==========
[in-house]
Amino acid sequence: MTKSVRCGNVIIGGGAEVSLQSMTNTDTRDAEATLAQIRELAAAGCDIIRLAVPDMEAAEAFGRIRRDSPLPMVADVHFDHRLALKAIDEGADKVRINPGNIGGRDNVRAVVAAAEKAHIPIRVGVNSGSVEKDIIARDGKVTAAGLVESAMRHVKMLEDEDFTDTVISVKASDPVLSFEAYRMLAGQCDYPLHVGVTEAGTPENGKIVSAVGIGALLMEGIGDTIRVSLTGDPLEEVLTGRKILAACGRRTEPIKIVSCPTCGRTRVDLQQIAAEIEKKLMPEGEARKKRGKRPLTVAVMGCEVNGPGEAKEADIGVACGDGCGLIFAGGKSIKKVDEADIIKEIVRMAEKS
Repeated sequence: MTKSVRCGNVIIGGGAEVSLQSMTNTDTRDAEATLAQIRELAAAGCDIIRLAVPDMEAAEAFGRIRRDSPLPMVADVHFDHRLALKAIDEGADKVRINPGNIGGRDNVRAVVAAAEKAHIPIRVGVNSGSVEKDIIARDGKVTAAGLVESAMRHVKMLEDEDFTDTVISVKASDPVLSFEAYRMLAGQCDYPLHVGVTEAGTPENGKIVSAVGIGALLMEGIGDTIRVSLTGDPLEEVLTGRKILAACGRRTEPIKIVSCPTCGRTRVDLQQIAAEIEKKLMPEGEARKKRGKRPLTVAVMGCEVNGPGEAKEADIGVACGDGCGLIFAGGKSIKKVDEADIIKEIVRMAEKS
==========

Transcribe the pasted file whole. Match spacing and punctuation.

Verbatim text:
[in-house]
Amino acid sequence: MTKSVRCGNVIIGGGAEVSLQSMTNTDTRDAEATLAQIRELAAAGCDIIRLAVPDMEAAEAFGRIRRDSPLPMVADVHFDHRLALKAIDEGADKVRINPGNIGGRDNVRAVVAAAEKAHIPIRVGVNSGSVEKDIIARDGKVTAAGLVESAMRHVKMLEDEDFTDTVISVKASDPVLSFEAYRMLAGQCDYPLHVGVTEAGTPENGKIVSAVGIGALLMEGIGDTIRVSLTGDPLEEVLTGRKILAACGRRTEPIKIVSCPTCGRTRVDLQQIAAEIEKKLMPEGEARKKRGKRPLTVAVMGCEVNGPGEAKEADIGVACGDGCGLIFAGGKSIKKVDEADIIKEIVRMAEKS
Repeated sequence: MTKSVRCGNVIIGGGAEVSLQSMTNTDTRDAEATLAQIRELAAAGCDIIRLAVPDMEAAEAFGRIRRDSPLPMVADVHFDHRLALKAIDEGADKVRINPGNIGGRDNVRAVVAAAEKAHIPIRVGVNSGSVEKDIIARDGKVTAAGLVESAMRHVKMLEDEDFTDTVISVKASDPVLSFEAYRMLAGQCDYPLHVGVTEAGTPENGKIVSAVGIGALLMEGIGDTIRVSLTGDPLEEVLTGRKILAACGRRTEPIKIVSCPTCGRTRVDLQQIAAEIEKKLMPEGEARKKRGKRPLTVAVMGCEVNGPGEAKEADIGVACGDGCGLIFAGGKSIKKVDEADIIKEIVRMAEKS